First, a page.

Dow at 10,000 or 7,500 or 3,333

The S&P500 creeped up 1.5% last week.  Volume was very light when compared to the average weekly volume over the course of the year.  And the VIX, or fear, index dropped for the week, even though the long-term basing pattern (that began in the summer) was maintained.

The economic data were mixed.  Retail sales fell 1.5% for the month, but not as much as expected.  Business inventories fell more than expected.  Core and headline CPI was higher than expected; both came in at 0.2% vs. the 0.1% consensus.  Weekly claims were 514,000 but the prior week’s claims were revised higher.  The Empire State Manufacturing survey was better than expected, but the Philly Fed Survey was worse.  Industrial Production was stronger.  And consumer sentiment fell unexpectedly.

Last week, the Dow Jones Industrial Average crossed back over the 10,000 level last week.  Because the public loves the Dow as a measure of the stock market’s strength, the mainstream media touted this event.

But here are a few caveats.

The first time the Dow crossed above the 10,000 level was in 1999.  On a nominal basis, the Dow has gone nowhere in 10 years.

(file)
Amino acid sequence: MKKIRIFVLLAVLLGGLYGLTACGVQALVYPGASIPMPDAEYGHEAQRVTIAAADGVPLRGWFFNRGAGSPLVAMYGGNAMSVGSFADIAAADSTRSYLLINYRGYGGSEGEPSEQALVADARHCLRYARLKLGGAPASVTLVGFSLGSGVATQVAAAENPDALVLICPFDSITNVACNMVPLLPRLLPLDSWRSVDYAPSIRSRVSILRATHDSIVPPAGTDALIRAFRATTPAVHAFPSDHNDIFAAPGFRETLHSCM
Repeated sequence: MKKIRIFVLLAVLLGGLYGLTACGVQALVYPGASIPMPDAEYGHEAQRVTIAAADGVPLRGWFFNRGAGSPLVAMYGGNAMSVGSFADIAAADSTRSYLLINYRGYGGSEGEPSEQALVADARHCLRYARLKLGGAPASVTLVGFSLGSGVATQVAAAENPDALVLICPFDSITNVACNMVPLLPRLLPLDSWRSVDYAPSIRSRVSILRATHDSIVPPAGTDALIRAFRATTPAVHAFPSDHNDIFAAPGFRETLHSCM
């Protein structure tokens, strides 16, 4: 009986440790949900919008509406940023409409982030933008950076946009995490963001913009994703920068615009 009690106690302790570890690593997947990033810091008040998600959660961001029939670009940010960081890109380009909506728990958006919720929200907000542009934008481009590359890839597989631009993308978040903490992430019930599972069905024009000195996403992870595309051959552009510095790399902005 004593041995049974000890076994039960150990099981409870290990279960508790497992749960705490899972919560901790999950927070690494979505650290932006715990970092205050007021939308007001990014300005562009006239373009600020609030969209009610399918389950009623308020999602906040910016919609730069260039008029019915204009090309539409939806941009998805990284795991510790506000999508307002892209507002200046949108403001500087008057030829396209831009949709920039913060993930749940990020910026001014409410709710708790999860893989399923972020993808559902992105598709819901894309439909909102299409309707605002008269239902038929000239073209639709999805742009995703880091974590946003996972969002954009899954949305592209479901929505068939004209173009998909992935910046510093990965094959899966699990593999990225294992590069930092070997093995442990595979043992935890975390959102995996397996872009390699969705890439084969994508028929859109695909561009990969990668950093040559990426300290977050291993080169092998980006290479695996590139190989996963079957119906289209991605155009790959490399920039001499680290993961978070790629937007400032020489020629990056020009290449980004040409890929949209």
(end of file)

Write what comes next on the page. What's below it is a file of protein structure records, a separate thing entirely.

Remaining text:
Then consider the depreciation of the dollar (against a basket of other currencies in the DXY index).  The U.S. dollar has lost about 25% of its value since 1999.  That means that on a constant dollar basis, the Dow’s 10,000 is actually equivalent to about 7,500.  Not so hot.

But what’s really frightening is today’s Dow value expressed in terms of ounces of gold.  In 1999, the Dow at 10,000 converted to about 30 ounces of gold.  Today, the Dow at 10,000 converts to only about 10 ounces of gold.  That’s a whopping 66% loss in gold terms, or the Dow at 3,333.  Ouch.

Finally, consider the other macro and policy factors.  Today’s unemployment at almost 10% is expected to rise and stay near 25 year highs for all of 2010.  So consumer spending is falling, which will put continuing pressure on corporate sales and profits.  Consumer, corporate and government debt loads are at record highs and must contract.  Consumer and corporate debt has already started to drop; federal government debt is still growing but is approaching the breaking point.  All this credit contraction will also put pressure on corporate sales and profits.  And monetary stimulus is about to decline; the Fed’s Treasury purchase program (quantitative easing) will end next week. 

Put it all together and you get a set of competing scripts where the stock market (and Wall Street) is saying one thing, yet the real economy (and Main Street) is saying something totally different.  

Very soon, we will learn which one of these scripts is representing the truth and which is misleading.

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